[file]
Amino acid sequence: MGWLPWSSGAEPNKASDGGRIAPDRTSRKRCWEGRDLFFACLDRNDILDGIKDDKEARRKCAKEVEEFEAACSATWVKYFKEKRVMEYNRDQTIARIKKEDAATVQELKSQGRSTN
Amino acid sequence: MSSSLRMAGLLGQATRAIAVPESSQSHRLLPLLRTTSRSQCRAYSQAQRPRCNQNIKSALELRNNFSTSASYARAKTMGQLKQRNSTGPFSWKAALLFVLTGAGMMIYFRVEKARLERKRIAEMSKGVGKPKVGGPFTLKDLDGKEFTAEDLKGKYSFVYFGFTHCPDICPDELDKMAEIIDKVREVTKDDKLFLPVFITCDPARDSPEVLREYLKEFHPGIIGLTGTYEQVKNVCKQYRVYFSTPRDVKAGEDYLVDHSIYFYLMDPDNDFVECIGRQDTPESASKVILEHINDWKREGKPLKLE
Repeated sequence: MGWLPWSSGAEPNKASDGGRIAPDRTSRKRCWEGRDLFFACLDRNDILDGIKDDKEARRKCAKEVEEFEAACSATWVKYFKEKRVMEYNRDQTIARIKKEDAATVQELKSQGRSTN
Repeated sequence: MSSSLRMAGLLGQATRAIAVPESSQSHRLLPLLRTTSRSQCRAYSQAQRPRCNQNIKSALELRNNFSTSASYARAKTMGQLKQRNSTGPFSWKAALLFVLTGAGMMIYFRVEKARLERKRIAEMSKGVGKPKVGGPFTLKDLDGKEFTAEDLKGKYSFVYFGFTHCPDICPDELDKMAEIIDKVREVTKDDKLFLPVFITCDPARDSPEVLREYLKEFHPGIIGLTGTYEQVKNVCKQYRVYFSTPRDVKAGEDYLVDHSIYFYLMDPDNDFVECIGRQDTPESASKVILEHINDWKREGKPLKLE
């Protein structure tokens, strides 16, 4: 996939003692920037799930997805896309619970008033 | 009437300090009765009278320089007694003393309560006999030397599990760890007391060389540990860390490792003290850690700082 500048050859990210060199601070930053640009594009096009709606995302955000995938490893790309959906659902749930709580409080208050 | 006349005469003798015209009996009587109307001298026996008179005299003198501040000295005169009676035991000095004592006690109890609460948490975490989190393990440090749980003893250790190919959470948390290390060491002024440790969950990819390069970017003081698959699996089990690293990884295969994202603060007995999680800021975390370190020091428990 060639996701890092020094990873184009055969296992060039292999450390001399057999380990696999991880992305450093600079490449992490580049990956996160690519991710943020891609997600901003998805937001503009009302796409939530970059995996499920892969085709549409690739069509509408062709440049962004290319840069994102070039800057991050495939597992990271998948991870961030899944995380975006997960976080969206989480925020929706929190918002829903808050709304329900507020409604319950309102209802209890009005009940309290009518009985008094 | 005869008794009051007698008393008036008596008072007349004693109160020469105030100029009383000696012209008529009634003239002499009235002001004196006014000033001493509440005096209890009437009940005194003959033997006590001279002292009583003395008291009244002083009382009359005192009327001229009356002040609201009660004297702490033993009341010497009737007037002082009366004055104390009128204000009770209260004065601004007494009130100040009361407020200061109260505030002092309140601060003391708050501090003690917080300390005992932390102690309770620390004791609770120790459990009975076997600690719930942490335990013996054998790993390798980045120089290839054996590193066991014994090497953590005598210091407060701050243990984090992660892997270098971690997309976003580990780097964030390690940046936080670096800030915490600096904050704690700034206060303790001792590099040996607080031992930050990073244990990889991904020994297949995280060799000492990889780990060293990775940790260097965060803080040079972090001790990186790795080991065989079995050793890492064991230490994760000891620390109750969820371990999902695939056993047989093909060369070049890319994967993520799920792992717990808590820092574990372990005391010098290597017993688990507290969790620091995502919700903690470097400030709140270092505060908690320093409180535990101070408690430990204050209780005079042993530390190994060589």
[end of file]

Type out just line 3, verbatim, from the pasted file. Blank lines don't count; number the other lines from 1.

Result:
Repeated sequence: MGWLPWSSGAEPNKASDGGRIAPDRTSRKRCWEGRDLFFACLDRNDILDGIKDDKEARRKCAKEVEEFEAACSATWVKYFKEKRVMEYNRDQTIARIKKEDAATVQELKSQGRSTN